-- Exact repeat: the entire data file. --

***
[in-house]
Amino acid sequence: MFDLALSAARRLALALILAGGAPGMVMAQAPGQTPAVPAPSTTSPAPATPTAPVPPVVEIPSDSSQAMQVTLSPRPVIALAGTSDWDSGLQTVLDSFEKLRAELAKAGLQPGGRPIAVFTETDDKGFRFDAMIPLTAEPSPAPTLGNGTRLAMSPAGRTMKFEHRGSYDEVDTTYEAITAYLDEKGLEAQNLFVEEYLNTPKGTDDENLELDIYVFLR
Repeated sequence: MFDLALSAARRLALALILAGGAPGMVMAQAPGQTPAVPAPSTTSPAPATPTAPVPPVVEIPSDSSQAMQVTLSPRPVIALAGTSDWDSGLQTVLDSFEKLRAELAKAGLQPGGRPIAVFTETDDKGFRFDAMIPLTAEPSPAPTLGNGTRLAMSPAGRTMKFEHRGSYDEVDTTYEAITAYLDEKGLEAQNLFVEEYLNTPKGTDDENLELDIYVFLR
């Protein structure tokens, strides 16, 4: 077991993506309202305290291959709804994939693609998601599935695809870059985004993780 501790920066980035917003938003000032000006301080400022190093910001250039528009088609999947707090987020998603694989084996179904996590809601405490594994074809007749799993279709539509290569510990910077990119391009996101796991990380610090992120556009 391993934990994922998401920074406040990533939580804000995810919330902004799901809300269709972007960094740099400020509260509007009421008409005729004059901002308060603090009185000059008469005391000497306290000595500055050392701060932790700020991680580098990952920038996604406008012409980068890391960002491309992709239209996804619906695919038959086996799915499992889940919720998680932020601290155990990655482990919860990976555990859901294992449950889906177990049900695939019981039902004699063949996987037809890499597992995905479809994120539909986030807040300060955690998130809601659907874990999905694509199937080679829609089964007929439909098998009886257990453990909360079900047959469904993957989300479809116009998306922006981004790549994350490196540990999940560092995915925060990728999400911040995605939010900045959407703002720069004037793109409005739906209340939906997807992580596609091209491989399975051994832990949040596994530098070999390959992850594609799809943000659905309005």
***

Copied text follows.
[in-house]
Amino acid sequence: MFDLALSAARRLALALILAGGAPGMVMAQAPGQTPAVPAPSTTSPAPATPTAPVPPVVEIPSDSSQAMQVTLSPRPVIALAGTSDWDSGLQTVLDSFEKLRAELAKAGLQPGGRPIAVFTETDDKGFRFDAMIPLTAEPSPAPTLGNGTRLAMSPAGRTMKFEHRGSYDEVDTTYEAITAYLDEKGLEAQNLFVEEYLNTPKGTDDENLELDIYVFLR
Repeated sequence: MFDLALSAARRLALALILAGGAPGMVMAQAPGQTPAVPAPSTTSPAPATPTAPVPPVVEIPSDSSQAMQVTLSPRPVIALAGTSDWDSGLQTVLDSFEKLRAELAKAGLQPGGRPIAVFTETDDKGFRFDAMIPLTAEPSPAPTLGNGTRLAMSPAGRTMKFEHRGSYDEVDTTYEAITAYLDEKGLEAQNLFVEEYLNTPKGTDDENLELDIYVFLR
């Protein structure tokens, strides 16, 4: 077991993506309202305290291959709804994939693609998601599935695809870059985004993780 501790920066980035917003938003000032000006301080400022190093910001250039528009088609999947707090987020998603694989084996179904996590809601405490594994074809007749799993279709539509290569510990910077990119391009996101796991990380610090992120556009 391993934990994922998401920074406040990533939580804000995810919330902004799901809300269709972007960094740099400020509260509007009421008409005729004059901002308060603090009185000059008469005391000497306290000595500055050392701060932790700020991680580098990952920038996604406008012409980068890391960002491309992709239209996804619906695919038959086996799915499992889940919720998680932020601290155990990655482990919860990976555990859901294992449950889906177990049900695939019981039902004699063949996987037809890499597992995905479809994120539909986030807040300060955690998130809601659907874990999905694509199937080679829609089964007929439909098998009886257990453990909360079900047959469904993957989300479809116009998306922006981004790549994350490196540990999940560092995915925060990728999400911040995605939010900045959407703002720069004037793109409005739906209340939906997807992580596609091209491989399975051994832990949040596994530098070999390959992850594609799809943000659905309005």